This is when the idea of starting a few mock scrapes came up.  Our thought is that if we can present the illusion that another buck has moved into the area, even if it's not a buck's core area, they may be more inclined to come through these spots on a more regular basis and offer us an opportunity for a shot.  Considering I've been hunting one particular spot for 8 seasons now and only had one shooter buck within bow range, I figured anything is worth a shot!

Last Saturday Mike and I headed out to set our first two mock scrapes.  I had purchased a mock scrape kit from Kishel's Scents that includes three separate bottles of scent.  They are interdigital gland, pre-orbital gland, and tarsal gland.  At this point you're probably thinking we're nuts - mock scrapes in August??  Yes, mock scrapes in August!  Many hunters don't realize that deer use scent, and scrapes in particular, as a means of communication all year long.  Even if they are not actively scraping in them, deer will visit scrapes all year to check out who is coming and who is going.  They are like the Facebook of the woods; even if you're not posting you're checking out what everyone else is doing.  Don't deny it either!


Using Johnny Scrapemaker to begin the foundation for our first mock scrape.

With October looming in the not to distant future bucks are just starting to come out of velvet.  This means their testosterone levels are increasing and they'll soon be rubbing, scraping, and beginning to once again establish dominance in their breeding areas.  By introducing new scents from a new buck to this area, we're hoping that any mature bucks passing by will take note of this new signpost and check back fairly regularly to see who is moving in on their lady friends.

I placed a Predator Evolution trail camera over one of the mock scrapes we made adjacent to a good bedding area.  This is the scrape I am most interested in hunting this fall, and already picked out the tree for my stand which I will be hanging most likely this coming weekend.  Additionally, I created a 2nd mock scrape behind the stand site to establish a line of travel for bucks passing between the two areas, hoping to create an additional opportunity for a shot.  And if that fails, there's always calling!


Setting out the Predator Evolution XR trail camera over our first mock scrape.  Hopefully we'll get some good video clips in a week or two.


Click here to watch the video on how we went about making our first mock scrape.

A couple important things to note about creating these mock scrapes.  Since it is early in the season be sure you're not using any sort of doe estrous or breeding scents.  Stick with the basics.  The interdigital gland is located in between the deer's hoof, so spray a few pumps in the scrape.  The preorbital gland is located on the deer's head so spray a few pumps onto the overhanging branches.  I did use a very limited amount of buck tarsal gland as well, but that is optional this time of year.  If you can find some straight buck urine, you may have good luck with that as well.  Also, be sure not to touch anything in the area of your mock scrape with your bare hands, and be sure to wear rubber scent-free boots as well.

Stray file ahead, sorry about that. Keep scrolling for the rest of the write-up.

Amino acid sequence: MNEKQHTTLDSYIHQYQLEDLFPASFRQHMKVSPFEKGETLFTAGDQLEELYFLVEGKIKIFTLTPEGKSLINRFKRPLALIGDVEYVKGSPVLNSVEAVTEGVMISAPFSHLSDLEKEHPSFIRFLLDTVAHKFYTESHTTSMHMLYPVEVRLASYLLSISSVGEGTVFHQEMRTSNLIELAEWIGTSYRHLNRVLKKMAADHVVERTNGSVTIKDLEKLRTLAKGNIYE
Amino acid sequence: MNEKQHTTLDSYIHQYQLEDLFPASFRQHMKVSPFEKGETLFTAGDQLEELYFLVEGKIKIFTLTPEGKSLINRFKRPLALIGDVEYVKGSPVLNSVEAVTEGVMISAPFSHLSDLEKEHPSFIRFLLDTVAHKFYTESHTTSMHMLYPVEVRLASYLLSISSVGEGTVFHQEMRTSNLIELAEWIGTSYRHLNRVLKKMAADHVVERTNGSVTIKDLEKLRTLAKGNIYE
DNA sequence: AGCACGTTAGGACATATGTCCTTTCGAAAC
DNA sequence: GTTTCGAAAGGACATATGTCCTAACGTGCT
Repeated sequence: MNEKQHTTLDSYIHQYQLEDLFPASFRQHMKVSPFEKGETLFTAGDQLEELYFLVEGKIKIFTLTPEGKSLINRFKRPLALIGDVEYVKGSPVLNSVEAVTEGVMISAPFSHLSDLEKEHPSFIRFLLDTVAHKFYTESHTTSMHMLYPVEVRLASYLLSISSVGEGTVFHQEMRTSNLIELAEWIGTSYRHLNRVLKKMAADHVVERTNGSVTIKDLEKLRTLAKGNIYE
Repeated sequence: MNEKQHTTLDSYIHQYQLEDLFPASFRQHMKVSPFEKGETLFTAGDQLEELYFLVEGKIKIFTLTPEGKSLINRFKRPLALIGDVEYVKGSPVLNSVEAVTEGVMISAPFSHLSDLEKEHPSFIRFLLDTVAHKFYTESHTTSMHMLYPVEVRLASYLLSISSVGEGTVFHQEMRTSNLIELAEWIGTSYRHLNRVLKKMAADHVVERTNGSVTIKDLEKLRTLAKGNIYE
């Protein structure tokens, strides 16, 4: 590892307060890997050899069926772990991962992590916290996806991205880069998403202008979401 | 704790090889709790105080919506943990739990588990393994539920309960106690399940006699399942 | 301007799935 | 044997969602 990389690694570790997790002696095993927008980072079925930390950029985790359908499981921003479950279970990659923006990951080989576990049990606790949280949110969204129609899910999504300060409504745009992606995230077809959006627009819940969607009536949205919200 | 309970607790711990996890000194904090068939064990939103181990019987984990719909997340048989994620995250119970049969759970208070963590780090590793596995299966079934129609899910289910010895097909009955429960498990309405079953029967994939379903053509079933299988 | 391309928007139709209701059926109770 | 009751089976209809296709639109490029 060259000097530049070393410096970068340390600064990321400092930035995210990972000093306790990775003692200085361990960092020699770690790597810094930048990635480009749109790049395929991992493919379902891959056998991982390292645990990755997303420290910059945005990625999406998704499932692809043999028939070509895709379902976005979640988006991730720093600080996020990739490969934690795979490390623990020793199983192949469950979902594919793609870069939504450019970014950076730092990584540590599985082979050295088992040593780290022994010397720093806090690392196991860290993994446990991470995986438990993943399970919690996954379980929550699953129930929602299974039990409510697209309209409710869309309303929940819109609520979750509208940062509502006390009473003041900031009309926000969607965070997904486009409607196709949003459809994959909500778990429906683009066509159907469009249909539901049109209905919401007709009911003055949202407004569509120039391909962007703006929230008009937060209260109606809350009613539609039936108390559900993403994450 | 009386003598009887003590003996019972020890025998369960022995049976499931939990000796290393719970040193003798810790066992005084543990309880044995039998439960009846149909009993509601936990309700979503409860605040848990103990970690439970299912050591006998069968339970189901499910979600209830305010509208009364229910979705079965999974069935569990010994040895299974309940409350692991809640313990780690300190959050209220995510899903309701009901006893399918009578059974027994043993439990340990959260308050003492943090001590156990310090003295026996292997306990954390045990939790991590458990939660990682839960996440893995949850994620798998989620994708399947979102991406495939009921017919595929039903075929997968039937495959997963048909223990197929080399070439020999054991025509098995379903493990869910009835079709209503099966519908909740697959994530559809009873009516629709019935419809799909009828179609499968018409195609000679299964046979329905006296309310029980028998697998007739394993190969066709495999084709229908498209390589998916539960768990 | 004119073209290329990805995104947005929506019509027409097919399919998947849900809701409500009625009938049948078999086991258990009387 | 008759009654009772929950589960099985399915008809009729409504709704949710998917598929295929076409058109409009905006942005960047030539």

Spraying some pre-orbital gland scent on the overhanging branches.

I will check back on the scrapes this weekend when I go to hang my stand.  The acorns are really falling in this particular area and I know there's some bucks feeding in there so I'm anticipating at least a couple of video clips to share with you.  If you're setting up a mock scrape, or have a real scrape you'd like to monitor, I highly recommd putting a trail camera up to monitor their activity.  The Predator cameras work great because they take video clips both during the day as well as night and have excellent trigger speed.  Check them out in the Bowhunting.com store, you won't be disappointed!


Acorns on the ground - always a good sign that fall is fast approaching!

Axcel Armortech Sight Review

by Justin Zarr 10. August 2009 04:37
Justin Zarr

Every off season I seem to find an excuse to replace at least one, if not four or five, of my bowhunting accessories. This year I decided to cut back a bit and stick to just two new items; my arrow rest and my sight. After looking over the sight selection at the ATA show back in January I settled on the new Armortech sights by Axcel.

The one item that I really like the most on this sight are the completely protected pin fibers. From end to end, the fibers on the Armortech are entirely covered to ensure that they will not break. Over the past 4 years I've managed to break fibers on 3 different sights (a Cobra and two Copper John's) and I finally decided that enough was enough. The metal housing on the back of the pin keeps your fiber completely enclosed for maximum security. This really comes in hand if you're clumsy like me and seem to get your bow caught up in every branch and brush pile you walk within 10 feet of.


The completely "armored" pins are the biggest reason I chose this particular sight for my bowhunting duties.

Another great feature that sold me is the tool-less micro-adjustability. With a quick turn of the wing nut to loosen the scope you can micro-adjust the sight with a few clicks of the adjustment knobs. Speaking of which, I really like the audible and solid "clicks" when you are adjusting things. It makes it much easier to keep track of how much you're adjusting things in case you go too far and have to move back.


A small turn of the wing nut to loosen the scope, and you're micro-adjusting in no time - no tools required!  However, if you want to adjust pins individually you do need to loosen them with a tiny allen key first.